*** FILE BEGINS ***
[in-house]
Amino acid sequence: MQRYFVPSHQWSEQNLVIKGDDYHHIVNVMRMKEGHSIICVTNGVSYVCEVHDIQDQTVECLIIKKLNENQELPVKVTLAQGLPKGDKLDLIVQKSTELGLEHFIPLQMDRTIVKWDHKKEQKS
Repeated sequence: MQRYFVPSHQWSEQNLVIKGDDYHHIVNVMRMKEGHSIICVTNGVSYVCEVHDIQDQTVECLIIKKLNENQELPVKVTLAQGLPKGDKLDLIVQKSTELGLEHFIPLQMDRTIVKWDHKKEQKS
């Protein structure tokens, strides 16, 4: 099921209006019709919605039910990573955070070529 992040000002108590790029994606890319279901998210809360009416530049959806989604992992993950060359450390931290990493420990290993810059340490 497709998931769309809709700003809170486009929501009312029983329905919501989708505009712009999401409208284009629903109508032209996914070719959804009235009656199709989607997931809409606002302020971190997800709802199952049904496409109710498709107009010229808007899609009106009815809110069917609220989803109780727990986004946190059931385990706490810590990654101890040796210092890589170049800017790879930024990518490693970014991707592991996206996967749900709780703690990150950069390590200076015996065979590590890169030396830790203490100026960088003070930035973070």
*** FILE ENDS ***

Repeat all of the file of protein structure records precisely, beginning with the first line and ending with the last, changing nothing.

[in-house]
Amino acid sequence: MQRYFVPSHQWSEQNLVIKGDDYHHIVNVMRMKEGHSIICVTNGVSYVCEVHDIQDQTVECLIIKKLNENQELPVKVTLAQGLPKGDKLDLIVQKSTELGLEHFIPLQMDRTIVKWDHKKEQKS
Repeated sequence: MQRYFVPSHQWSEQNLVIKGDDYHHIVNVMRMKEGHSIICVTNGVSYVCEVHDIQDQTVECLIIKKLNENQELPVKVTLAQGLPKGDKLDLIVQKSTELGLEHFIPLQMDRTIVKWDHKKEQKS
């Protein structure tokens, strides 16, 4: 099921209006019709919605039910990573955070070529 992040000002108590790029994606890319279901998210809360009416530049959806989604992992993950060359450390931290990493420990290993810059340490 497709998931769309809709700003809170486009929501009312029983329905919501989708505009712009999401409208284009629903109508032209996914070719959804009235009656199709989607997931809409606002302020971190997800709802199952049904496409109710498709107009010229808007899609009106009815809110069917609220989803109780727990986004946190059931385990706490810590990654101890040796210092890589170049800017790879930024990518490693970014991707592991996206996967749900709780703690990150950069390590200076015996065979590590890169030396830790203490100026960088003070930035973070």